Things are getting curiouser and curiouser at Bayreuth these days. A little over 72 hours after bass-baritone Yevgeny Nikitin
made an exit out of the new production of Der fliegende Holländer
following a revelation that at one point he had a swastika tattooed on his chest, Katharina Wagner
and Eva Wagner-Pasquier
, who have run the festival since the death of their father Wolfgang Wagner
, have announced that the 2016 new production of Parsifal
will be directed by way-out radical German artist Jonathan Meese
. And guess what? Meese loves swastikas! The artist is notorious for using swastikas in his art, as well as other Nazi imagery. Meese's own words reveal his unique relationship to these well-known Nazi symbols:
"They should be what they are, not want we want them to be. That’s
crucial. It’s not about what I want. It’s about what these terms want.
For they want something. Of course a swastika is ideologically loaded,
but that’s not in the thing itself. The swastika will tell us itself
what it wants. We’ve only lost that. We’ve only forgotten that. That
this can also be conceded to these things, to be exactly that, what they
want and not what I want—that’s critical
Even though Meese has had little experience directing an opera, in 2005 he was responsible for a performance art piece using Wagner's complete Parsifal score. This six hour performance took place at Berlin's Staatsoper Unter der Linden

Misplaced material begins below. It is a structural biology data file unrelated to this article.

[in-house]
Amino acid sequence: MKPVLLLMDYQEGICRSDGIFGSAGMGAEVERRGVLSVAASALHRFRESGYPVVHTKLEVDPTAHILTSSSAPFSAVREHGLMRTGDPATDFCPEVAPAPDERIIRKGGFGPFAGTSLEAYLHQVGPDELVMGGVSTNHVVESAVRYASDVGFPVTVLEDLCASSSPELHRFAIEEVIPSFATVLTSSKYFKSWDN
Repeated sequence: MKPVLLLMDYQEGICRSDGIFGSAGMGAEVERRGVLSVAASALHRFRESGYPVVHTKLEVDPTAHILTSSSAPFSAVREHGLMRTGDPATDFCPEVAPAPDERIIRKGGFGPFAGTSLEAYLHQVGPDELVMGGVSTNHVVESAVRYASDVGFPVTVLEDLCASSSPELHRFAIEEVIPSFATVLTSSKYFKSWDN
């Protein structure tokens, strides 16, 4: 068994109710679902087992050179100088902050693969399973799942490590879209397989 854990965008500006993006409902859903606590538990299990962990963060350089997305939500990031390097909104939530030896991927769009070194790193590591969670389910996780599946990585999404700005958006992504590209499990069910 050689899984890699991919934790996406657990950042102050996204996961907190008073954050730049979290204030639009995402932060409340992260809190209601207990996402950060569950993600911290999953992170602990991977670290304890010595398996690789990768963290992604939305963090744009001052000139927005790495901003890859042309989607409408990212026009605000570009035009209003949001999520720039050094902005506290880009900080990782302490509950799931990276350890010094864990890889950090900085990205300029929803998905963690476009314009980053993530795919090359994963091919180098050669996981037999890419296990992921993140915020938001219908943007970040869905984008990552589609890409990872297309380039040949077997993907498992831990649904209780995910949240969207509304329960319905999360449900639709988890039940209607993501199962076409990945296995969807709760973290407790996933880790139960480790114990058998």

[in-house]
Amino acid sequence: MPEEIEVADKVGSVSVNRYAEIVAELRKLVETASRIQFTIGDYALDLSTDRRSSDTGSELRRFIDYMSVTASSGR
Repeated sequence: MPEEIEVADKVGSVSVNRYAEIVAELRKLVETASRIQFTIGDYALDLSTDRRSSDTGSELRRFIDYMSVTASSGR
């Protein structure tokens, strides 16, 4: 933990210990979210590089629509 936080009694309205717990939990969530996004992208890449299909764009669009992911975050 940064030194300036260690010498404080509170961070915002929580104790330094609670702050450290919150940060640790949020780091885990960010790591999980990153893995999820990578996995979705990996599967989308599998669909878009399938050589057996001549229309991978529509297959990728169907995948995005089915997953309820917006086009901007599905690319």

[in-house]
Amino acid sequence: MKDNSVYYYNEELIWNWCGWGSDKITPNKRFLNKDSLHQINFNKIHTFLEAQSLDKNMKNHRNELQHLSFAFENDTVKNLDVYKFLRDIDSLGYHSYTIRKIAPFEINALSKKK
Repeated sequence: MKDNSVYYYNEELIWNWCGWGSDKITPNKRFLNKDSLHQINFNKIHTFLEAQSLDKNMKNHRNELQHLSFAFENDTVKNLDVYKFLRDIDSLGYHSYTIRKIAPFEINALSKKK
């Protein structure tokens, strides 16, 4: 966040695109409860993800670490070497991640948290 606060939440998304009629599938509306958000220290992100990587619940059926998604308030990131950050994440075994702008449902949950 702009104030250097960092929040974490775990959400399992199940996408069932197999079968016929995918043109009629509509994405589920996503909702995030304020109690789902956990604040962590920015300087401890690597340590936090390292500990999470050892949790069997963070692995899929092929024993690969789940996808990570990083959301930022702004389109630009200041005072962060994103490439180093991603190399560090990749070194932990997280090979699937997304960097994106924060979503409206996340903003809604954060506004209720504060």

under the baton of Daniel Barenboim
. Here are two picture from that performance.
The news that Meese is coming to Bayreuth immediately brings to mind the 2004 Christoph Schlingensief
notorious production of Parsifal that was consistently booed year after year. Ultimately, that production tried but failed to knock down some of the more conservative walls at the Green Hill. Artistically, it was not strong enough to do that. What it did accomplish was to crack the door open and allow an artist like Meese to sneak in with the hopes that he will subvert the place a few notches more.
Given his track record, there will be a huge outcry when Meese unveils his Bayreuth Parsifal four years from now -- whatever he comes up with. Those conservative walls are still very much there, and I'm convinced that the Bayreuth management is setting the scene for a tremendous right versus left clash. It's what they want because they know it's the thing that makes opera exciting these days.